msf > use auxiliary/gather/netcrafting msf auxiliary(netcrafting) > set KEYWORD Google KEYWORD => Google msf auxiliary(netcrafting) > run [*] NetcRafting results: Query Results ============= Site Netblock OS ---- -------- – www.google.com google inc. linux www.google.de google inc. linux www.google.it google inc. linux www.google.fr google inc. linux www.google.co.uk google inc. linux www.google.pl google inc. linux
We had set the KEYWORD variable to Google to get the information about Google. The results have been trimmed for clarity, but we can nevertheless see that the NetcRafting module returned the sites that belong to Google. The returned sites are: www.google.com, www.google.de, www.google.it, www.google.fr, www.google.co.uk and www.google.pl, which all run the operating system Linux.
We can get the same result if we visit the webpage netcraft and search for a keyword Google as can be seen in the picture below:
There are more than 300 entries, but only seven of them have been shown in the picture above. With this query we can get more information about the domain names the company is using as well as their operating systems and the time when they have first been seen on the Internet (although this is only available on the online version of the search query, and not in a Metasploit module).
The Passwd-shadow-ssh-jacker-meterpreter Module
This is a post exploitation module that can be used on Linux systems when the session to the target machine is already set-up. It tries to download /etc/passwd, /etc/shadow and SSH keys from the target machine. It automatically finds the .ssh folder and tries to download the keys in it, but it might not be successful, because the user the session is running under might not have enough permissions.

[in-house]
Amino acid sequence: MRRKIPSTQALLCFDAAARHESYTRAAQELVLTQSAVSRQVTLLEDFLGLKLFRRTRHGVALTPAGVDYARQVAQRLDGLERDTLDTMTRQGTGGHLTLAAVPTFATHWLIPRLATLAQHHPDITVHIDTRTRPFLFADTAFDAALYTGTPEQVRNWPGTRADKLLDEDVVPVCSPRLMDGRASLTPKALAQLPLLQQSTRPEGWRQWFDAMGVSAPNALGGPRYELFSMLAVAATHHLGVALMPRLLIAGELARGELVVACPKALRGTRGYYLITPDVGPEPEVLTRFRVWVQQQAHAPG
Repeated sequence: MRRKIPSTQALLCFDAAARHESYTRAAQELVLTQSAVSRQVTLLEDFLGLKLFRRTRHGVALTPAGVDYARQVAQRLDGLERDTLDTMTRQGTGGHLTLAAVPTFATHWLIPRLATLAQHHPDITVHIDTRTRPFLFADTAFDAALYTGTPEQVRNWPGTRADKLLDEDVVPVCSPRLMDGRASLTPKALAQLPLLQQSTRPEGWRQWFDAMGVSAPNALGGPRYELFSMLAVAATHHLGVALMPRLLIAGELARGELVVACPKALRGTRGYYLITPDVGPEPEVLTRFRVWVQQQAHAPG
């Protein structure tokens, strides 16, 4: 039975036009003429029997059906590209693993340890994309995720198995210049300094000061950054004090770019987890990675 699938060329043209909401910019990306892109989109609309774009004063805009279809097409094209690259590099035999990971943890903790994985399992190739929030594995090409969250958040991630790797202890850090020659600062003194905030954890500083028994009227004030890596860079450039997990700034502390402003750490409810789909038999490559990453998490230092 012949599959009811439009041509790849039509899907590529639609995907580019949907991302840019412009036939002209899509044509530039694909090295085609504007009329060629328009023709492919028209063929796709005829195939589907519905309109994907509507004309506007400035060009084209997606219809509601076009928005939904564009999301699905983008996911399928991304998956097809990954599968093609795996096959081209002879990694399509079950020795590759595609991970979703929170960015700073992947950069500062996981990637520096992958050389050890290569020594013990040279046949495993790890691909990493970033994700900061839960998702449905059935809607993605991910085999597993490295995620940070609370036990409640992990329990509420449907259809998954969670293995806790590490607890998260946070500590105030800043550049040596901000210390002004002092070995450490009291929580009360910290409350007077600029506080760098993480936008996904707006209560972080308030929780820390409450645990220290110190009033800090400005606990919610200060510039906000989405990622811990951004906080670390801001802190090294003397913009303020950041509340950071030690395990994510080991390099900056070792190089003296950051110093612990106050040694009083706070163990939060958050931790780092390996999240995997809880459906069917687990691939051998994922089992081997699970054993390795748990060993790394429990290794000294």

I guess this module is there just for convenience, because if we already have a session open, we can download those files manually with ease.
An example of showing the options the module uses can be seen in the output below:
msf > use post/linux/q/passwd-shadow-ssh-jacker-meterpreter msf post(passwd-shadow-ssh-jacker-meterpreter) > show options Module options (post/linux/q/passwd-shadow-ssh-jacker-meterpreter): Name Current Setting Required Description ---- --------------- -------- ----------- SESSION yes The session to run this module on.
The Openvpn_profiles_jack Module
This module is a post exploitation module that can be run on Windows. It can download OpenVPN profiles that can be imported into the OpenVPN client. This module can be used when we already have an open session, which we can interact with. I guess if we already have a session we can also do this manually with ease, so additional module is there just to make things a little easier.
An example of using and showing options the module accepts can be seen below:
msf > use post/windows/q/openvpn_profiles_jack msf post(openvpn_profiles_jack) > show options Module options (post/windows/q/openvpn_profiles_jack): Name Current Setting Required Description ---- --------------- -------- ----------- SESSION yes The session to run this module on.
We’ve seen how the Q exploit pack for Metasploit can be used together with Metasploit to provide additional modules that didn’t make it into the Metasploit trunk. Currently it contains very few modules, but in time this should change if the modules will not be accepted as part of the Metasploit trunk.
Whenever we’re writing a module to automate something with Metasploit or write an entirely new Metasploit module, we first need to contact the Metasploit developers to find out if the module is eligible to be included into the Metasploit trunk. Otherwise, we should add it to the Q exploit pack to make all the non-accepted modules part of the same repository.